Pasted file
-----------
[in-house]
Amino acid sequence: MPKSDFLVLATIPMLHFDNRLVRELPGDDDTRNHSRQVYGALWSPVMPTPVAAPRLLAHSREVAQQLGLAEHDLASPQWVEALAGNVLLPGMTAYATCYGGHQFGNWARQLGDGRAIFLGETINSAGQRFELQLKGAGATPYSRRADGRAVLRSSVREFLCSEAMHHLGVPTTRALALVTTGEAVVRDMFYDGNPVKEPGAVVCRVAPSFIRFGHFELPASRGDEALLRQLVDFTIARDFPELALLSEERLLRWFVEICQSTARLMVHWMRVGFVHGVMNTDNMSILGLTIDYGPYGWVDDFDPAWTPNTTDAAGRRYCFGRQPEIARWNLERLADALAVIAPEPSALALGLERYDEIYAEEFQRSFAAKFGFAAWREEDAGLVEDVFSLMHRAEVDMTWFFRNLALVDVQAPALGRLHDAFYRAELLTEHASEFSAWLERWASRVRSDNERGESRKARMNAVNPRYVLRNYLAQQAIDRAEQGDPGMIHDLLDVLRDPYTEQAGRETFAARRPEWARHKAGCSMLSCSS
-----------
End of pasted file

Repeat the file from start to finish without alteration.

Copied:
[in-house]
Amino acid sequence: MPKSDFLVLATIPMLHFDNRLVRELPGDDDTRNHSRQVYGALWSPVMPTPVAAPRLLAHSREVAQQLGLAEHDLASPQWVEALAGNVLLPGMTAYATCYGGHQFGNWARQLGDGRAIFLGETINSAGQRFELQLKGAGATPYSRRADGRAVLRSSVREFLCSEAMHHLGVPTTRALALVTTGEAVVRDMFYDGNPVKEPGAVVCRVAPSFIRFGHFELPASRGDEALLRQLVDFTIARDFPELALLSEERLLRWFVEICQSTARLMVHWMRVGFVHGVMNTDNMSILGLTIDYGPYGWVDDFDPAWTPNTTDAAGRRYCFGRQPEIARWNLERLADALAVIAPEPSALALGLERYDEIYAEEFQRSFAAKFGFAAWREEDAGLVEDVFSLMHRAEVDMTWFFRNLALVDVQAPALGRLHDAFYRAELLTEHASEFSAWLERWASRVRSDNERGESRKARMNAVNPRYVLRNYLAQQAIDRAEQGDPGMIHDLLDVLRDPYTEQAGRETFAARRPEWARHKAGCSMLSCSS